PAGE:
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Here’s how Google plans to stop trolling in VR

While VR is yet to become the worldwide phenomenon it surely can be, a virtual revolution can’t be far off, and Google is working to ensure the experience is as troll-free as possible.

The company unveiled its Daydream VR project at this year’s I/O developer conference, revealing a new software platform alongside specs for a VR headset, and guidance notes for third-party manufacturers to create ‘Daydream ready’ handsets.

And while it has since emerged that Google is working on its own version of a Daydream VR headset, it seems that’s not all the firm has been up to.

A new post on the Google Developers blog details how Daydream Labs has been testing ways to prevent trolling in virtual reality environments.

Related: What is VR?

Posted by Robbie Tilton, UX Designer at Google VR, the post states: “As developers and designers, we are excited to build social experiences that are fun and easy to use—but it’s just as important to make it safe and comfortable for all involved.”

So, what exactly is Google doing to ensure the virtual world is adequately protected against trolling? Firstly, Tilton explains how a virtual shopping experience built by the company resulted in users attempting to block other user’s vision by placing hats over their line of sight. Pretty amusing stuff, but Google’s having none of it.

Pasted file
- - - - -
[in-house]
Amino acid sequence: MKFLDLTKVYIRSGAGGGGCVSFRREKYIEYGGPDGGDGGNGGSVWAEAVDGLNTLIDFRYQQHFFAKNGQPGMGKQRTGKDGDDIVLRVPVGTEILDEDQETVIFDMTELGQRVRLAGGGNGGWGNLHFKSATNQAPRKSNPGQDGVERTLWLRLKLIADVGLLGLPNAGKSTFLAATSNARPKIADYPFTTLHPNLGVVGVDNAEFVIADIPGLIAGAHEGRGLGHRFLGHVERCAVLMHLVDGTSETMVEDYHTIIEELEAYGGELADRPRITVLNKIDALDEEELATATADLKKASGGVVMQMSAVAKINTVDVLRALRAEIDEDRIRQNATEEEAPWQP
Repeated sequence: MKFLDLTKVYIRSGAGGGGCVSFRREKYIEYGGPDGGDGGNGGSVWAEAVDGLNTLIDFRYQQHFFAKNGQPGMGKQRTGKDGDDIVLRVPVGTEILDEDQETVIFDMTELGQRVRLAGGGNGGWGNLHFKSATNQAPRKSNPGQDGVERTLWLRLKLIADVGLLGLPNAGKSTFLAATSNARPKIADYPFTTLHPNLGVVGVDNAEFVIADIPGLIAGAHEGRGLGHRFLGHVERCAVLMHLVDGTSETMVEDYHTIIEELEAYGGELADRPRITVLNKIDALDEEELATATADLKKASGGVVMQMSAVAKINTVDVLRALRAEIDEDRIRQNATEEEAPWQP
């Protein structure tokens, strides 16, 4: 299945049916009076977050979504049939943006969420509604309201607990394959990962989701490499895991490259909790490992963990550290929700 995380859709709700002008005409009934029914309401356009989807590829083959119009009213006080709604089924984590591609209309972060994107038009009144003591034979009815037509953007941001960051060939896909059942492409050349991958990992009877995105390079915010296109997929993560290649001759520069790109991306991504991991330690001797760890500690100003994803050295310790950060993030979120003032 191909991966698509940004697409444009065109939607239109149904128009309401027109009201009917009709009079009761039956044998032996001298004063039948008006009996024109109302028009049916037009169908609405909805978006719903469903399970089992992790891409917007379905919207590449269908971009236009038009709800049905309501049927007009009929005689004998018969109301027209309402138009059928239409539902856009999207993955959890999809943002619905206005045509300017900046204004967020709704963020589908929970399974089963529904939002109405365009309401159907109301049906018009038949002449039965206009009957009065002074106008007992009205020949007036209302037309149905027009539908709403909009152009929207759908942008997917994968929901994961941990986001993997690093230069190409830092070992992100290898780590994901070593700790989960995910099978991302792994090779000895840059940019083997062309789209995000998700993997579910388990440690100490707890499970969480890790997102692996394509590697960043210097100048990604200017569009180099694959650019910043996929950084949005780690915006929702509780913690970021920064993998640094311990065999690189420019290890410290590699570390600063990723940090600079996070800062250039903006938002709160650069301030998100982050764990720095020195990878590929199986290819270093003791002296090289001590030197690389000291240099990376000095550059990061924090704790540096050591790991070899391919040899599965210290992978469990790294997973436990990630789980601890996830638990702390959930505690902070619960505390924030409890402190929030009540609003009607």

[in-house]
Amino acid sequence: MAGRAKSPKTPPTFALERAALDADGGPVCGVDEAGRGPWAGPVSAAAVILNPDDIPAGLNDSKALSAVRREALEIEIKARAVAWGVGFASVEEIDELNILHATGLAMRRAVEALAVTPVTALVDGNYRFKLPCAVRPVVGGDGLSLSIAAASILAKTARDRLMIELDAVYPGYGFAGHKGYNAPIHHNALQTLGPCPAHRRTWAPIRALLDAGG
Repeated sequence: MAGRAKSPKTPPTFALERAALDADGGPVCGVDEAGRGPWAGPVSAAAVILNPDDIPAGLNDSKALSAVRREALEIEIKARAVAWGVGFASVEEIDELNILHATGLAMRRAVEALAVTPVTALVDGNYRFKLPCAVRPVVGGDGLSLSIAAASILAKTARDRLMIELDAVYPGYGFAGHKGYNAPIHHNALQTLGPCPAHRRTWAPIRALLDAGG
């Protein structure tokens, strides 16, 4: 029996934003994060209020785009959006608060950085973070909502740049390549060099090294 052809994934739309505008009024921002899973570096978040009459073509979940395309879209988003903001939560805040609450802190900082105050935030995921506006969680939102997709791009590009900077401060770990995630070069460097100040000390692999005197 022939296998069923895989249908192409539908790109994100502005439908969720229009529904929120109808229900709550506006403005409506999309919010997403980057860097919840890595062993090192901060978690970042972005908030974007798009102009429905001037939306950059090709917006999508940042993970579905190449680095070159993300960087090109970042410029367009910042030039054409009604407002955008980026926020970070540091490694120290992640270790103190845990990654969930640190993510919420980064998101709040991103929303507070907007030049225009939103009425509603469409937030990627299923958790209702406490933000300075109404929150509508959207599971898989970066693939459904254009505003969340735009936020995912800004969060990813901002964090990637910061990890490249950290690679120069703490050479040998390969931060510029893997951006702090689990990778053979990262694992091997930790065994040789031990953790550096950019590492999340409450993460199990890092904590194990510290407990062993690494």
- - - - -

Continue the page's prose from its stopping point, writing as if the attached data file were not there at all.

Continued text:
Tilton writes: “Everyone should feel safe and comfortable in VR. If we can anticipate the actions of others, then we may be able to discourage negative social behavior before it starts.”

Related: Best VR headset

The team, eager to live up to this philosophy of a ‘safe and comfortable’ VR, built a virtual poker game where, if players left their seat at the table, their environment turned black and white and their avatar would disappear from the other player’s view.

What’s more, a glowing blue personal space bubble would appear around the seat itself, to encourage the player to return to the table.

The idea is to stop players stealing chips or otherwise interefering with other players – which, while undoubtedly well intentioned, all seems a bit too much like spoiling the fun.

Still, the company is intent upon promoting positivity, with Tilton explaining how ‘people loved’ a fireworks animation which appears when two players high-five, but that punching someone yielded no virtual reaction of any sort.

WATCH: Trusted Explains – What is VR?

Let us know what you think of Daydream Labs’ efforts in the comments.

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